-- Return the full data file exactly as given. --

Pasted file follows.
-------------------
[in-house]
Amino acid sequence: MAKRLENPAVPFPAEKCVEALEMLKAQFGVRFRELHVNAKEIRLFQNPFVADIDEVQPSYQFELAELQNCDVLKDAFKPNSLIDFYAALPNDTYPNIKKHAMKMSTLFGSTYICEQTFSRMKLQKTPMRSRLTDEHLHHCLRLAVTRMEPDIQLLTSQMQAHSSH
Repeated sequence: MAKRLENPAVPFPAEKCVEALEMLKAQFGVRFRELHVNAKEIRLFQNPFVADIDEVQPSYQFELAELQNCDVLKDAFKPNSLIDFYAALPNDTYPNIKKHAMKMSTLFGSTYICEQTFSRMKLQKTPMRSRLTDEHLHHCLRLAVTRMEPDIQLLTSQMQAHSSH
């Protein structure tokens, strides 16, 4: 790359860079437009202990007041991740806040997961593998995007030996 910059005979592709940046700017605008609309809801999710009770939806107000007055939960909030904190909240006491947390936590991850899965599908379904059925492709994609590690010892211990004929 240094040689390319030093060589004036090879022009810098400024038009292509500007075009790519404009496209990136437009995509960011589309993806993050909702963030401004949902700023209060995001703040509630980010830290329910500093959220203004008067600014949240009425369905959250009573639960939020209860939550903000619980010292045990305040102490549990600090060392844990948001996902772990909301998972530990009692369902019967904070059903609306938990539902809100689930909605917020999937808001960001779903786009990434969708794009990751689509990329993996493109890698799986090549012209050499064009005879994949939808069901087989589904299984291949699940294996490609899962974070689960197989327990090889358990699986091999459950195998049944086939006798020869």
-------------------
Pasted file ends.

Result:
[in-house]
Amino acid sequence: MAKRLENPAVPFPAEKCVEALEMLKAQFGVRFRELHVNAKEIRLFQNPFVADIDEVQPSYQFELAELQNCDVLKDAFKPNSLIDFYAALPNDTYPNIKKHAMKMSTLFGSTYICEQTFSRMKLQKTPMRSRLTDEHLHHCLRLAVTRMEPDIQLLTSQMQAHSSH
Repeated sequence: MAKRLENPAVPFPAEKCVEALEMLKAQFGVRFRELHVNAKEIRLFQNPFVADIDEVQPSYQFELAELQNCDVLKDAFKPNSLIDFYAALPNDTYPNIKKHAMKMSTLFGSTYICEQTFSRMKLQKTPMRSRLTDEHLHHCLRLAVTRMEPDIQLLTSQMQAHSSH
């Protein structure tokens, strides 16, 4: 790359860079437009202990007041991740806040997961593998995007030996 910059005979592709940046700017605008609309809801999710009770939806107000007055939960909030904190909240006491947390936590991850899965599908379904059925492709994609590690010892211990004929 240094040689390319030093060589004036090879022009810098400024038009292509500007075009790519404009496209990136437009995509960011589309993806993050909702963030401004949902700023209060995001703040509630980010830290329910500093959220203004008067600014949240009425369905959250009573639960939020209860939550903000619980010292045990305040102490549990600090060392844990948001996902772990909301998972530990009692369902019967904070059903609306938990539902809100689930909605917020999937808001960001779903786009990434969708794009990751689509990329993996493109890698799986090549012209050499064009005879994949939808069901087989589904299984291949699940294996490609899962974070689960197989327990090889358990699986091999459950195998049944086939006798020869």